What a relief to put all things great and small in our Father’s hands. He does take care of us and gives us rest when we go to Him.

How about you? How has the Father given you rest and comfort recently?

See you in a twinkling,

Brenda K. Hendricks

Advent 2016 Day 8

“Praise be to the Lord, who this day has not left you without a guardian-redeemer.” (Ruth 4:14)

Read: Ruth 3:1-11; 4:9-10

Jesus Loves Even Me

Jesus Loves Even Me

After the death of her husband, Ruth decided to leave her home and family to follow her mother-in-law, Naomi, also widowed, back to Bethlehem. With no men to take care of them, Naomi sent Ruth to glean what she could from a relative’s field as was the custom of the culture. Ruth did as she was told and soon gained the attention of the field’s owner , Boaz. He made daily provisions for the widows, indicating his interest in Ruth.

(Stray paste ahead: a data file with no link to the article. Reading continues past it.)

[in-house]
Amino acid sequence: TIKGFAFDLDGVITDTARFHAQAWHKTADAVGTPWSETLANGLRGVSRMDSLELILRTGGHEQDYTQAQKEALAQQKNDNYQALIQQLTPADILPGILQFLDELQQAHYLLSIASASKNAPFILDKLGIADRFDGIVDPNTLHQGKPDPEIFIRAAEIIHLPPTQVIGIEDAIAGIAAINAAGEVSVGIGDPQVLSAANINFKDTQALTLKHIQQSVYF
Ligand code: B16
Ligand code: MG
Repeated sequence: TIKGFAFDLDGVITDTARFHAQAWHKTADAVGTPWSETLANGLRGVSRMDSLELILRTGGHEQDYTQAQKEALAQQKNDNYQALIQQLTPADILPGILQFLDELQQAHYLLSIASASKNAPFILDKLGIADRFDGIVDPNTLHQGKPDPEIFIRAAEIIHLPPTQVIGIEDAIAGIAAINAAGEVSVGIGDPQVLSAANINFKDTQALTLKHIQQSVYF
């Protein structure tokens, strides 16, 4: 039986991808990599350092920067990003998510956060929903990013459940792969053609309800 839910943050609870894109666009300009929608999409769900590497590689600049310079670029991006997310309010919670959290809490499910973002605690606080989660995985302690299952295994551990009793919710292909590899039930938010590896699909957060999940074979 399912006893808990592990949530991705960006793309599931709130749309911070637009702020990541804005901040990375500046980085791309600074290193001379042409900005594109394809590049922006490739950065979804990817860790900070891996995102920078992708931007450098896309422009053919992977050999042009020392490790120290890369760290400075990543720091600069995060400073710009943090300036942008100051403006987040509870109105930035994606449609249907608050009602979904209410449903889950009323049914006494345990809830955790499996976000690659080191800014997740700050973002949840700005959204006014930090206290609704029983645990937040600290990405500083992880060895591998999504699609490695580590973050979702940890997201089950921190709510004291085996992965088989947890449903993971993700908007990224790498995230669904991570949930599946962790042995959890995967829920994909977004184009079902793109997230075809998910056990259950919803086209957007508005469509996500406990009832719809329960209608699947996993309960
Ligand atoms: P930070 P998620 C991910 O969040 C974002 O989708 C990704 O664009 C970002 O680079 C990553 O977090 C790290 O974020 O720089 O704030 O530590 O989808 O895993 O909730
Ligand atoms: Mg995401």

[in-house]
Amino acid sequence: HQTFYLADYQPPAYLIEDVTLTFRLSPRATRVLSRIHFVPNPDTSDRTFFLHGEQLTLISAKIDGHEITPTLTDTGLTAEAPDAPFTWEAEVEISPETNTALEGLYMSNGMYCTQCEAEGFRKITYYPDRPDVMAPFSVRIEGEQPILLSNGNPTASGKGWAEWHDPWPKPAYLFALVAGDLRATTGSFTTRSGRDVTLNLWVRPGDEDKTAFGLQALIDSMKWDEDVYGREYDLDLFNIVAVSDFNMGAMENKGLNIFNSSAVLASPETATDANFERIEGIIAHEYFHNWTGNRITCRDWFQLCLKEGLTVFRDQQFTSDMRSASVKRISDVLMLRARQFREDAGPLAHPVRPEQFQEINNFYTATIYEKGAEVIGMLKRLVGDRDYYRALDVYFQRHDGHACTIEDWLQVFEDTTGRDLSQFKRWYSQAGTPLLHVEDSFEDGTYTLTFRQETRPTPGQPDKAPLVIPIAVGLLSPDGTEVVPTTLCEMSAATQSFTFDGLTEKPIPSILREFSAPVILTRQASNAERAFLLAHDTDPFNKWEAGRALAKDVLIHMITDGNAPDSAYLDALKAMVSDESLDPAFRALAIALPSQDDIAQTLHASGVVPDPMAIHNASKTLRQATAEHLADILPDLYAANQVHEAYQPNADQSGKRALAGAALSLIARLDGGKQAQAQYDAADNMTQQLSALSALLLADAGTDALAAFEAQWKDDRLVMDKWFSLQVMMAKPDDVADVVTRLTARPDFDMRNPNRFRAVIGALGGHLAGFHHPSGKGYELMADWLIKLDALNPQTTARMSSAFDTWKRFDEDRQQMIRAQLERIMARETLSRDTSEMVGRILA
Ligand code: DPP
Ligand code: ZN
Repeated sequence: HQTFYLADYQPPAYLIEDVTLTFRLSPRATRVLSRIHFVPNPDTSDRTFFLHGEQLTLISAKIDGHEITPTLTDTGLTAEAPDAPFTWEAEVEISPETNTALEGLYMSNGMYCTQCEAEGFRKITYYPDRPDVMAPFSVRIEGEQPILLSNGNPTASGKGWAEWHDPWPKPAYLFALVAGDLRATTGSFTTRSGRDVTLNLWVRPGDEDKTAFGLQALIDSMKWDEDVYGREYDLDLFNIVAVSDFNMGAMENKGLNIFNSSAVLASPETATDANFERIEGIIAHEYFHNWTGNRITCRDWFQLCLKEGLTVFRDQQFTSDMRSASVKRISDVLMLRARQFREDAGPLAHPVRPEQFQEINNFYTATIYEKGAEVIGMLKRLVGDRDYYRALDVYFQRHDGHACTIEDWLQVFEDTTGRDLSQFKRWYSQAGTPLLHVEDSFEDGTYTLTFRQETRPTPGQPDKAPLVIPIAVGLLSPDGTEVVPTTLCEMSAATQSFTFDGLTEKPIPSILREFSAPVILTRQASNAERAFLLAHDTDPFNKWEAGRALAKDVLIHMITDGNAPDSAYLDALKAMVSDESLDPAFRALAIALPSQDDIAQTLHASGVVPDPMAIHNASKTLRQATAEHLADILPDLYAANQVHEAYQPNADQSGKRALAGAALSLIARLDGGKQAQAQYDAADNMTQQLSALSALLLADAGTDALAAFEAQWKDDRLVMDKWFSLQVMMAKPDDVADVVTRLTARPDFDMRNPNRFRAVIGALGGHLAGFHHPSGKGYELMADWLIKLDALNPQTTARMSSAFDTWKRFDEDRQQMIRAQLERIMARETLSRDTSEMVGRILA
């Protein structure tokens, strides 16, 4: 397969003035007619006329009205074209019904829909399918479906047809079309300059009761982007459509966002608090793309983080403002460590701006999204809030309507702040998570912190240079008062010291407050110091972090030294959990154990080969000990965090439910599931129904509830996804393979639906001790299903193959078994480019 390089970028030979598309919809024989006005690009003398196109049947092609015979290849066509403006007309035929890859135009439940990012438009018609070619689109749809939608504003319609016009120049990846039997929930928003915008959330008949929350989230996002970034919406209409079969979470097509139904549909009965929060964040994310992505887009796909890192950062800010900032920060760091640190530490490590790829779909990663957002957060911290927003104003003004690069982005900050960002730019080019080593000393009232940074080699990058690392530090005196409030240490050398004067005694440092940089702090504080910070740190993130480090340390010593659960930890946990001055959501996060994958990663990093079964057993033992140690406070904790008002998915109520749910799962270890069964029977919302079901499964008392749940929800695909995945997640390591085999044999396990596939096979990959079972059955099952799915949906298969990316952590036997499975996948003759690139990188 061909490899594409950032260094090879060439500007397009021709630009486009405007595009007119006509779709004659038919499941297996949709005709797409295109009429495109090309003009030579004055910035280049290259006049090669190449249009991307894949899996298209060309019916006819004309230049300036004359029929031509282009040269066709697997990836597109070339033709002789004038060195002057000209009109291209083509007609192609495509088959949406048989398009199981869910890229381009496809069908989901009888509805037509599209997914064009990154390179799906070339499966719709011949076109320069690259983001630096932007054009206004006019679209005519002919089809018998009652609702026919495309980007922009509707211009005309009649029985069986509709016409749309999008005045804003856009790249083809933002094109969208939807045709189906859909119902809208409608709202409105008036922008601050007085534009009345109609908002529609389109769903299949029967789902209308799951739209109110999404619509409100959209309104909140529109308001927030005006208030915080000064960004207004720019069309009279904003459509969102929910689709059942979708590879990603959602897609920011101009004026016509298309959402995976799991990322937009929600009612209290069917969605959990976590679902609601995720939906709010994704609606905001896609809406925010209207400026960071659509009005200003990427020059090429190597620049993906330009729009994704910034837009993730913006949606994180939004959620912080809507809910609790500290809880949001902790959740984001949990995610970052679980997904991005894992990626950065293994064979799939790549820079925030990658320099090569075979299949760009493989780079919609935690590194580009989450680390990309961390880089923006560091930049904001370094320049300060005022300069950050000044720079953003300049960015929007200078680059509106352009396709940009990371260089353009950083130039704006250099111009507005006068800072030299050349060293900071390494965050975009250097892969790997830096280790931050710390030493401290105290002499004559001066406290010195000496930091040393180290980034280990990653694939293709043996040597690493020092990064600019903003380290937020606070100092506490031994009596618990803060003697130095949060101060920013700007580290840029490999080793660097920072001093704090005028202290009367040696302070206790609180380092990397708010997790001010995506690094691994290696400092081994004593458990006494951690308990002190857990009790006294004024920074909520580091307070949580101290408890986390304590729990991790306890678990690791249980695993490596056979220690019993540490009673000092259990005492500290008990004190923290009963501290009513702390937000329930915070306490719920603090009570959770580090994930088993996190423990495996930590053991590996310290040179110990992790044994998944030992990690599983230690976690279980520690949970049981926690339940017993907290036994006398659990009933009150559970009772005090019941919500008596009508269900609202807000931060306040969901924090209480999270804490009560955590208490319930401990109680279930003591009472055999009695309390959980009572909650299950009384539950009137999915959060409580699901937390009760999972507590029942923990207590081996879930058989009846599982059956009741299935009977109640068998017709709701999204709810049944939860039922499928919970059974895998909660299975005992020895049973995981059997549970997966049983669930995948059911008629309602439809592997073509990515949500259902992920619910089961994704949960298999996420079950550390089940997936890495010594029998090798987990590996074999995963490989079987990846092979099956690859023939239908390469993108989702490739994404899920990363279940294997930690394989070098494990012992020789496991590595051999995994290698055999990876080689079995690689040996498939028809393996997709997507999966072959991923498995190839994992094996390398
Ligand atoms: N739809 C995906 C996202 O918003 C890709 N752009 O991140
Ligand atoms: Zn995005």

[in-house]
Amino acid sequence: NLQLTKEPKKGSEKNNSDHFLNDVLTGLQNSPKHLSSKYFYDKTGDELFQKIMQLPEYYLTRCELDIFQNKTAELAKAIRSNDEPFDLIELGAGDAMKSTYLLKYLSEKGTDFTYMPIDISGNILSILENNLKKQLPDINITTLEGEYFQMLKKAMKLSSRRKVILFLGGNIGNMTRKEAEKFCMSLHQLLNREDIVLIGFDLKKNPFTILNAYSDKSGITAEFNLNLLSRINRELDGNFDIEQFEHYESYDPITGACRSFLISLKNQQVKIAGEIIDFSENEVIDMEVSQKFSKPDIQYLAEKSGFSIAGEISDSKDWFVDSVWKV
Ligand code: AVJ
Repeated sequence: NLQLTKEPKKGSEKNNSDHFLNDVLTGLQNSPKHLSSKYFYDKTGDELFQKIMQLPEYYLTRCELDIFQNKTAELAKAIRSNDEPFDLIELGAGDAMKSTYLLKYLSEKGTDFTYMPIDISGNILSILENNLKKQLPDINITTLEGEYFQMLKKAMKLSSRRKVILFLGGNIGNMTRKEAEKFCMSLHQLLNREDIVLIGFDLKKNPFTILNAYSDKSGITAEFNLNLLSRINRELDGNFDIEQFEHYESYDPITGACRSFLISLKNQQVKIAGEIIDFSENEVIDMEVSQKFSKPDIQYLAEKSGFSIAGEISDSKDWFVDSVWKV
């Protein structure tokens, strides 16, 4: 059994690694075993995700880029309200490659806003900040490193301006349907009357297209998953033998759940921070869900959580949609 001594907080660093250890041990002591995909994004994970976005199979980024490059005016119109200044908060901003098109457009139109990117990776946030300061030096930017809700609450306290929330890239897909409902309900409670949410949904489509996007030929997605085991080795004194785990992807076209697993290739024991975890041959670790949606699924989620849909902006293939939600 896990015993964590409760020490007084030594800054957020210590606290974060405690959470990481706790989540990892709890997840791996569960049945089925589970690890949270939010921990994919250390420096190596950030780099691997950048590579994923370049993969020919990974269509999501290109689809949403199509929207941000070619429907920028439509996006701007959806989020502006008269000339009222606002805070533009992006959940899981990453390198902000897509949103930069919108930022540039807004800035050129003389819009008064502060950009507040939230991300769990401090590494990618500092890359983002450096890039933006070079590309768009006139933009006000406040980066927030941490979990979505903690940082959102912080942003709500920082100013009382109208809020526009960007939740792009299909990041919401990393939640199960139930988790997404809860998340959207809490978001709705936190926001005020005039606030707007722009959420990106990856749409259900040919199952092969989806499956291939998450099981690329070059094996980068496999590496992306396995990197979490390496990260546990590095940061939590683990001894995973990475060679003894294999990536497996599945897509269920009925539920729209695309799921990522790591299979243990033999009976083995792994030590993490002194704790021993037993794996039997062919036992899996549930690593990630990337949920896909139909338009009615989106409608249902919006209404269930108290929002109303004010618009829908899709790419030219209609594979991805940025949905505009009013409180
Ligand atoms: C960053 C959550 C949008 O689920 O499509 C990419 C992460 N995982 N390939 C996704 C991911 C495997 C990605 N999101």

Again, Naomi instructed Ruth in the Israelite customs, telling her to go to Boaz at night and sleep at his feet. Boaz knew Ruth was asking him to be her guardian-redeemer and agreed to settle the matter in the morning. Becoming Ruth’s guardian-redeemer meant Boaz agreed to buy Naomi’s deceased husband’s property and marry Ruth. Thus, Boaz committed to taking care of and providing for both Naomi and Ruth for life.

In comparison, Jesus is our guardian-redeemer. He has redeemed us and calls us His own. In Him, we have all we need for this life and for eternity.

Today, let’s find ways to honor our guardian-redeemer.

See you in a twinkling,

Brenda K. Hendricks

 

 

Advent 2016 Day 7

I have hidden your word in my heart that I might not sin against you. Psalm 119:11

Read: Deuteronomy 5:1-22

x-defaultMoses, another “type” of Christ, delivered the Hebrews from Egyptian slavery. Those who believed Moses obeyed his command to slaughter a lamb, wipe it’s blood on their doorposts, and prepare to flee. The blood of the lamb saved their households from the death angel. Moses, through the guidance of the Lord, lead the Hebrews to the Promised Land but not without mishaps. The Hebrews were a rebellious people despite all the miracles they had experienced along the way.